Who are you talking to? What are your conversations like?
I spoke to a group of CPAs this week and asked them to cast their minds back to the beginning of their career. You know, when T-accounts and standards and regulations were the focus?! I asked them the following questions:
What did you do every day?
Where was your focus of attention at work?
Who do you spend the most time talking with and about what?
After enjoying the momentary trip down memory lane, we acknowledged that the focus of this time was about learning the discipline and technical elements so that we could ‘do’ our job well.
Later in my talk, I asked them the same questions but in the present moment. And to reflect on what and how things had changed in that period of time. Interestingly enough, the most telling change was the change in their focus and attention. No longer was it about the technical aspects of their job, but it was about interpretation, insight and influence. And impact.
The changing face of finance
You see, we’ve gone from being providers of information, where we are asked for something and we respond. We now need to take the next step and provide reasoning, meaning and solutions in advance to being asked. This means we need to not only shift the work we do day-to-day, but we also need to adapt the language we use with our stakeholders and the mindset we adopt.
This means we need to stop and acknowledge this. Some of us may have transitioned into this easily, but for others, adapting to change is a little harder. So we need to allow ourselves (and our teams) the opportunity to stop and say, ‘My job has changed. My primarily role is to [insert] and I need to adjust accordingly.’
Can you see clearly?
In order to say that, however, we need clarity. And given the way the industry has changed, our organisations continue to transform and our own career has evolved, clarity is often hard to find amongst the uncertainty. It’s a bit like looking in the mirror and not being entirely sure who is looking back at you.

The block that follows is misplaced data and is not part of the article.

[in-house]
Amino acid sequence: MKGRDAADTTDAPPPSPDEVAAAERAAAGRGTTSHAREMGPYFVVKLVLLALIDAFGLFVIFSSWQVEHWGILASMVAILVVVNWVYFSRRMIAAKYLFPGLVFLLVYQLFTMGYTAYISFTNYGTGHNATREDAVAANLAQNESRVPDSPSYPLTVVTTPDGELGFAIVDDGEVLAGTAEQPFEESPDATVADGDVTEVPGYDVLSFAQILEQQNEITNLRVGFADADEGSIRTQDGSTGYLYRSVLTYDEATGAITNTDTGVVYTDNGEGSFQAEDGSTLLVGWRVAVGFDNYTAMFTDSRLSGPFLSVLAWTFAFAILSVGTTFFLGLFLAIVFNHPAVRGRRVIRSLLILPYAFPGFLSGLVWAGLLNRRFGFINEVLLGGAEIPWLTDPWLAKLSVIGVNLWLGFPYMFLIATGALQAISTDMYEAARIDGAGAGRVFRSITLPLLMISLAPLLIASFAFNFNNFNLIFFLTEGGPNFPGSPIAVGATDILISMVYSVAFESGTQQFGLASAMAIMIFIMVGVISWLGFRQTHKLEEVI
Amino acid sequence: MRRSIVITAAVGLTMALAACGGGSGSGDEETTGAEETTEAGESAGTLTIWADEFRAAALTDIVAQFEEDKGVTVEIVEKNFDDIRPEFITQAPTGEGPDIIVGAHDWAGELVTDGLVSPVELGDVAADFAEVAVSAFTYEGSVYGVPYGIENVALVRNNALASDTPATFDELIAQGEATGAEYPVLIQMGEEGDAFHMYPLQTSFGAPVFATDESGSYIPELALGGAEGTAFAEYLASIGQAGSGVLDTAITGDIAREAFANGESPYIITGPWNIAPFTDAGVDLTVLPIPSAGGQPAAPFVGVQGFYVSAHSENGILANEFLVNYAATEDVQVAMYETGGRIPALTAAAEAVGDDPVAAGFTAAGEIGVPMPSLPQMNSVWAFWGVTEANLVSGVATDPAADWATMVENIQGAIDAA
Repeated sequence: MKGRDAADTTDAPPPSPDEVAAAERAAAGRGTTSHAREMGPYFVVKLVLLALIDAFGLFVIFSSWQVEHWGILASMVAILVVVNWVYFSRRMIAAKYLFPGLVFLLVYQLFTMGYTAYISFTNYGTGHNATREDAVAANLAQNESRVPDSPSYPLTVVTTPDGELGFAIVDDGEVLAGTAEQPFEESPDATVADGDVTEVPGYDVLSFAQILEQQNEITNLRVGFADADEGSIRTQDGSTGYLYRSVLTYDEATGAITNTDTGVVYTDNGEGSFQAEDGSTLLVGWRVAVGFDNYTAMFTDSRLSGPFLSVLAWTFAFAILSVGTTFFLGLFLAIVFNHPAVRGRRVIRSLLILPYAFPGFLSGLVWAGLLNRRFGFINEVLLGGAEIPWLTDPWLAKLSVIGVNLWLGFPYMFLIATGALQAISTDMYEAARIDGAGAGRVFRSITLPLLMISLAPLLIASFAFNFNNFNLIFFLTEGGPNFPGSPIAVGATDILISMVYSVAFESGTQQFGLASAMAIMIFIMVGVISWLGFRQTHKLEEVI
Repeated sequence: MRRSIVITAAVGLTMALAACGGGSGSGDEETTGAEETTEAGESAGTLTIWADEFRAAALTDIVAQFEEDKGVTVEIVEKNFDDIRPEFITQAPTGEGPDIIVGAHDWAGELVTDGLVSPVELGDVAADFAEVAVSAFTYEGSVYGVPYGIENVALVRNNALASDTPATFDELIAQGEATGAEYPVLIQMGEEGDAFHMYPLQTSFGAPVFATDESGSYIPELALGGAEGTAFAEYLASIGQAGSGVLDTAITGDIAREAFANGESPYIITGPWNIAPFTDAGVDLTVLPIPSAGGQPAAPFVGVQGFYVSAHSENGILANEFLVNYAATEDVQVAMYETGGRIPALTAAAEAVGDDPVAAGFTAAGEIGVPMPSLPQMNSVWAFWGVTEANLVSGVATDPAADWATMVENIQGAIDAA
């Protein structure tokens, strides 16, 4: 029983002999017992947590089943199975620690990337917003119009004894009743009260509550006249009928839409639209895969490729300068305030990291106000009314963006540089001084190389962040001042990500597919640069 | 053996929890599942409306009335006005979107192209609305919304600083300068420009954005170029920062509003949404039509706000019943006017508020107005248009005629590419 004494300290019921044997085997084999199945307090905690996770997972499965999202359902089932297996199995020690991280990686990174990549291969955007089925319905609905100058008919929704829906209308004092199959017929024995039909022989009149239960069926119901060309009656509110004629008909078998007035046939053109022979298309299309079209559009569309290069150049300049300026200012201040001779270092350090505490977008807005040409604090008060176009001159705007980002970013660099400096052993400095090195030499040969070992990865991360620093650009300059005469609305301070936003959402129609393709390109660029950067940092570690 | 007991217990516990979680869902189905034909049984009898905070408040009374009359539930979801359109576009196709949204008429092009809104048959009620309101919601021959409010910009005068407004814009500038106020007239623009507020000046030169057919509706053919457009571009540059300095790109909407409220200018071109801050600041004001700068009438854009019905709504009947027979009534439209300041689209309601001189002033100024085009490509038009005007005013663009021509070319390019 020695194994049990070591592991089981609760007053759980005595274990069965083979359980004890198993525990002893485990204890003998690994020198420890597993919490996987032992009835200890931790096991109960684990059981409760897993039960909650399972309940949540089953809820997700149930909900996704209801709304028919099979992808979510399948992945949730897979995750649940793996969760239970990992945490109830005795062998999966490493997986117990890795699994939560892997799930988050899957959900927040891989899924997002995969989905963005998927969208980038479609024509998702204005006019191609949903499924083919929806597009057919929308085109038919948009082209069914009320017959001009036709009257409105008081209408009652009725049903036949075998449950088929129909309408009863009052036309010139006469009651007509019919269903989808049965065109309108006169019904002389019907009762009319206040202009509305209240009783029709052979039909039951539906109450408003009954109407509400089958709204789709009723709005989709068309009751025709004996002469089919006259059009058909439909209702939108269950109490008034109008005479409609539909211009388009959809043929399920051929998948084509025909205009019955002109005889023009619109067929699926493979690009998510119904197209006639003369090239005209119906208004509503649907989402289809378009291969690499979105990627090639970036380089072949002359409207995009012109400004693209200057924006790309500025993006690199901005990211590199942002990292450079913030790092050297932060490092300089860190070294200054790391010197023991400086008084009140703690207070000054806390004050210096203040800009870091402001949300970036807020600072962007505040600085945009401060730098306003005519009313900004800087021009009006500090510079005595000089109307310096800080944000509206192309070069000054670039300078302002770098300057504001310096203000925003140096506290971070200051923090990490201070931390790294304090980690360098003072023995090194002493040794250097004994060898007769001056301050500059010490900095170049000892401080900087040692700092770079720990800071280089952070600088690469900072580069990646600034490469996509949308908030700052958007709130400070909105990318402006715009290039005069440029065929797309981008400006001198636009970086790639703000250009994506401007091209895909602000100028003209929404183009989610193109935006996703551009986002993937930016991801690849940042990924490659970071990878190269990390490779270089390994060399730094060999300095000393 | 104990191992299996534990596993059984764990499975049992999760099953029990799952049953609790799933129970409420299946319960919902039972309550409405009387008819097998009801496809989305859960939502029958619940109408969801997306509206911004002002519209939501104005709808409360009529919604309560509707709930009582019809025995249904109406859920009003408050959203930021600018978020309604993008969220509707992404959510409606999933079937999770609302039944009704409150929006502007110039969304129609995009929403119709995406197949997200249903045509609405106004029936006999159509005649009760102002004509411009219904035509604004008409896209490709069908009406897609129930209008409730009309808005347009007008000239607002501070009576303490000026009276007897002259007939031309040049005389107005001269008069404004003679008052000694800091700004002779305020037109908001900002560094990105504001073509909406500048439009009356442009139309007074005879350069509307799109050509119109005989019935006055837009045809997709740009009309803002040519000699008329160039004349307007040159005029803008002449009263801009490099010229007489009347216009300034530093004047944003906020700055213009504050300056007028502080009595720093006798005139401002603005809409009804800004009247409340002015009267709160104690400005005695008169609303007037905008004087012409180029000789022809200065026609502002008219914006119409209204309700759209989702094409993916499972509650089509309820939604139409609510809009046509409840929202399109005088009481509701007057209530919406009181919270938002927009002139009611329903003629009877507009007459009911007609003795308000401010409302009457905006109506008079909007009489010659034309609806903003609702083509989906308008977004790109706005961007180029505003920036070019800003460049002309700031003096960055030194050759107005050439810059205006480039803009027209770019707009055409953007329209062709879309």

Our behaviour, and in particular our conversations, are a function of what’s going on inside our heads. If you’re struggling for buy-in, support for your increasing workload, or you feel like every conversation with your stakeholders doesn’t go exactly as you’d like, you’ve probably got a clarity problem.
Connecting context to purpose
Do you have clarity? Answer the following questions:
What is the purpose of you role? Now, not 2 years ago.
What is the purpose of your team?
What is the purpose of your whole department?
What is your purpose?
How did you go? If you couldn’t confidently answer all 4, you quite possibly have a clarity problem. Clarity about your ‘big why’. If you can understand ‘the big why’ of what you’re doing in context, your brain will be able to cut through the clutter, put the jigsaw pieces together in a coherent way, and the manner in which you need to communicate will emerge clearly. The outcomes will follow.
Because clarity is contagious.
Pssst. If you have a clarity problem, you need to grab a copy of my book. Soon to be released in both hard copy and e-book, this book is for all women in finance who want to progress their careers and perform with purpose in a practical way.
If this is you, please get in touch and you will be one of the first to receive this book written especially for you.